In Alissa Nutting’s novel Tampa, Celeste Price, a smoldering 26-year-old middle-school teacher in Florida, unrepentantly recounts her elaborate and sociopathically determined seduction of a 14-year-old student.
Celeste has chosen and lured the charmingly modest Jack Patrick into her web. Jack is enthralled and in awe of his eighth-grade teacher, and, most importantly, willing to accept Celeste’s terms for a secret relationship—car rides after dark, rendezvous at Jack’s house while his single father works the late shift, and body-slamming erotic encounters in Celeste’s empty classroom. In slaking her sexual thirst, Celeste Price is remorseless and deviously free of hesitation, a monstress of pure motivation. She deceives everyone, is close to no one, and cares little for anything but her pleasure.
Tampa is a sexually explicit, virtuosically satirical, American Psycho–esque rendering of a monstrously misplaced but undeterrable desire. Laced with black humor and crackling sexualized prose, Alissa Nutting’s Tampa is a grand, seriocomic examination of the want behind student / teacher affairs and a scorching literary debut.
Alissa Nutting’s début novel Tampa made me feel incredibly uncomfortable. Uncomfortable the point of involuntarily cringing, and having to put the book aside for a few hours in order to return to feeling normal again. Perhaps fortunately I read the Kindle version, as the UK cover of the book would likely have made everyone around me just as uncomfortable as I was.
Celeste Price is 26, unnaturally beautiful by her own estimations, a middle-school teacher, and unflinchingly terrifying. She is the archetypal unreliable narrator, her own overwhelming desire for young boys creeping into the main focus of every moment of her life, with very last sentence of the novel betraying the possibility that her imagination and her reality might not exactly line up. Celeste is married to Ford, a 31-year-old police officer. She concedes that a 31-year-old husband is not particularly old for a woman in her mid-twenties, but points out that “31 is roughly 17 years past my window of sexual interest”.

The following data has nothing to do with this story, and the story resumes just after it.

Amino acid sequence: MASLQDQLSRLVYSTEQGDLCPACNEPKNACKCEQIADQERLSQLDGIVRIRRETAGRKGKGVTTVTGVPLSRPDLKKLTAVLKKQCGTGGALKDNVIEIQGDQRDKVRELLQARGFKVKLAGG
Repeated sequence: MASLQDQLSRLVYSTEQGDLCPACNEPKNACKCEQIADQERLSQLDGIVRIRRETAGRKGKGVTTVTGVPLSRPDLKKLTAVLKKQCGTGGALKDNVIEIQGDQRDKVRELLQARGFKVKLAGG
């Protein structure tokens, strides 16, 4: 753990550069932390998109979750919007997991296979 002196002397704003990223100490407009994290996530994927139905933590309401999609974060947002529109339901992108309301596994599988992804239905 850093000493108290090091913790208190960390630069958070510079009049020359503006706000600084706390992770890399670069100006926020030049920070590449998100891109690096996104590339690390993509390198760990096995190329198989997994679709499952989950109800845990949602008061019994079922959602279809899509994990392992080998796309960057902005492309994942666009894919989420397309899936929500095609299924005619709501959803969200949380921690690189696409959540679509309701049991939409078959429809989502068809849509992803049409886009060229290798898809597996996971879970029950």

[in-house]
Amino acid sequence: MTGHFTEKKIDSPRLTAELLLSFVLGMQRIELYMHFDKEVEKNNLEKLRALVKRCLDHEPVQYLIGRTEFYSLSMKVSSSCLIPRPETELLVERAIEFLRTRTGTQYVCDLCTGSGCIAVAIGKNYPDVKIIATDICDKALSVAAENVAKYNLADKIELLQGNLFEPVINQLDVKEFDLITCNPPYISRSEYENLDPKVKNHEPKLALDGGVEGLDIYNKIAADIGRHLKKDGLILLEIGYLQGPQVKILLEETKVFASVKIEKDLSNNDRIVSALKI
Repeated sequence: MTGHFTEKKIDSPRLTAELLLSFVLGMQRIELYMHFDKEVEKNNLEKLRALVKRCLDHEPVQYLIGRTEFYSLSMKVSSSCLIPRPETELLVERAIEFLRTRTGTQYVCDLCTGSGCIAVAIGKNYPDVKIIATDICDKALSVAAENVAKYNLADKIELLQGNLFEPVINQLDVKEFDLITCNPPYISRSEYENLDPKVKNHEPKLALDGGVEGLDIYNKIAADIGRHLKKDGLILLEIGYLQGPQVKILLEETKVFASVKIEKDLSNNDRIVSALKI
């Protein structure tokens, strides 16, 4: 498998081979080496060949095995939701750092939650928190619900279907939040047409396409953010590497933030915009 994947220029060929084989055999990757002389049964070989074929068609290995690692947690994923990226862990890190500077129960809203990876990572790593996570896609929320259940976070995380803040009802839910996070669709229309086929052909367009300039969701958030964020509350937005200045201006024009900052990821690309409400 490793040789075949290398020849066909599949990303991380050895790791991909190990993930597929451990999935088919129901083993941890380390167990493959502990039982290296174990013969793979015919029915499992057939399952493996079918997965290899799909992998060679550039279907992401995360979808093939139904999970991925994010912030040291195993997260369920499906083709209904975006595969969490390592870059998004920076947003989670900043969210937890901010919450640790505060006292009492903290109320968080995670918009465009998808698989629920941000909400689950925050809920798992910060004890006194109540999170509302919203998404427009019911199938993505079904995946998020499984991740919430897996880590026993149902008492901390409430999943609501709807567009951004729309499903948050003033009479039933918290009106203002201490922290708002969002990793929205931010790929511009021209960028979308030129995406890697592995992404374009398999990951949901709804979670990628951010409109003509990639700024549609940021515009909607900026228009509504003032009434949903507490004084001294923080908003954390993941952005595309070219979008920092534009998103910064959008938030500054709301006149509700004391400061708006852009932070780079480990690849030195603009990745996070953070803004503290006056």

The reasons that Celeste is a truly scary character go further than just her compulsion towards 14-year-old boys. On more than one occasion she imagines young boys killing her husband. She barely conceals her distaste for almost everyone around her, at one point casually saying “Aren’t people revolting in general?” She admits, in a semblance of selflessness, that one of her main motives for not having children is to avoid forcing ‘that transgression’ upon herself if she had a son. When she thinks that she might go to prison, it is the orange jumpsuits and unappealing food that worry her the most. Even the most basic sense of guilt over what she is doing is constantly missing, and she is so sure that she is doing nothing wrong that she interprets the scent of mint on a young boy’s breath as explicit consent.
As discomforting and disturbing as it may be, Tampa is also peppered with moments of dark humour. When a fellow teacher asks for a lift home, Celeste struggles to move her gym bag from the passenger seat without revealing the sex toy that she carries everywhere with her. She considers asking a 14-year-old to start using anti-ageing treatments, and complains that he acts in a way she considers juvenile. When she is placed under house arrest and a group of women protest outside her house, she sarcastically praises them for bringing their children along to ‘practice the valuable life skill of standing on the side of the road with indignation’.
This book won’t be for everyone, and trying to explain why you’re reading a book that is essentially about paedophilia could be tricky. Yet, anyone who might think that Tampa is glamourising, romanticising or mitigating Celeste’s molestation of under-age boys is missing the point entirely: the character that Nutting has created is pathetic, disgusting, and grotesque in her selfishness. With the exception of a few moments where a reader might feel something for Celeste bordering on sympathy, she remains predatory and manipulative throughout the novel.